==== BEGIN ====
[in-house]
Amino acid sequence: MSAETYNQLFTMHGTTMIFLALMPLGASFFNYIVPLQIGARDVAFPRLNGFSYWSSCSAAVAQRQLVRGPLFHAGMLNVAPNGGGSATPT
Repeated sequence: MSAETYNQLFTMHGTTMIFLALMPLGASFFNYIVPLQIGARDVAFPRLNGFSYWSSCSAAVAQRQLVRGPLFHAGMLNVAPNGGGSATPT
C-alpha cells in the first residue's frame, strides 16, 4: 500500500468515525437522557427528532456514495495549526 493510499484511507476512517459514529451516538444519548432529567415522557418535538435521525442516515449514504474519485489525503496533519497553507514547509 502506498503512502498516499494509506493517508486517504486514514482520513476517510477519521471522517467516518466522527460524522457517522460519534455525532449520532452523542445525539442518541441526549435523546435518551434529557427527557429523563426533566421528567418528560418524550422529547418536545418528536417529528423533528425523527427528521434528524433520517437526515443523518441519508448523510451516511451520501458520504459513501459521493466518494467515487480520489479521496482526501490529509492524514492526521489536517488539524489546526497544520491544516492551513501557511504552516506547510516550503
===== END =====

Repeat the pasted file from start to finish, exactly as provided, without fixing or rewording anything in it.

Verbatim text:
[in-house]
Amino acid sequence: MSAETYNQLFTMHGTTMIFLALMPLGASFFNYIVPLQIGARDVAFPRLNGFSYWSSCSAAVAQRQLVRGPLFHAGMLNVAPNGGGSATPT
Repeated sequence: MSAETYNQLFTMHGTTMIFLALMPLGASFFNYIVPLQIGARDVAFPRLNGFSYWSSCSAAVAQRQLVRGPLFHAGMLNVAPNGGGSATPT
C-alpha cells in the first residue's frame, strides 16, 4: 500500500468515525437522557427528532456514495495549526 493510499484511507476512517459514529451516538444519548432529567415522557418535538435521525442516515449514504474519485489525503496533519497553507514547509 502506498503512502498516499494509506493517508486517504486514514482520513476517510477519521471522517467516518466522527460524522457517522460519534455525532449520532452523542445525539442518541441526549435523546435518551434529557427527557429523563426533566421528567418528560418524550422529547418536545418528536417529528423533528425523527427528521434528524433520517437526515443523518441519508448523510451516511451520501458520504459513501459521493466518494467515487480520489479521496482526501490529509492524514492526521489536517488539524489546526497544520491544516492551513501557511504552516506547510516550503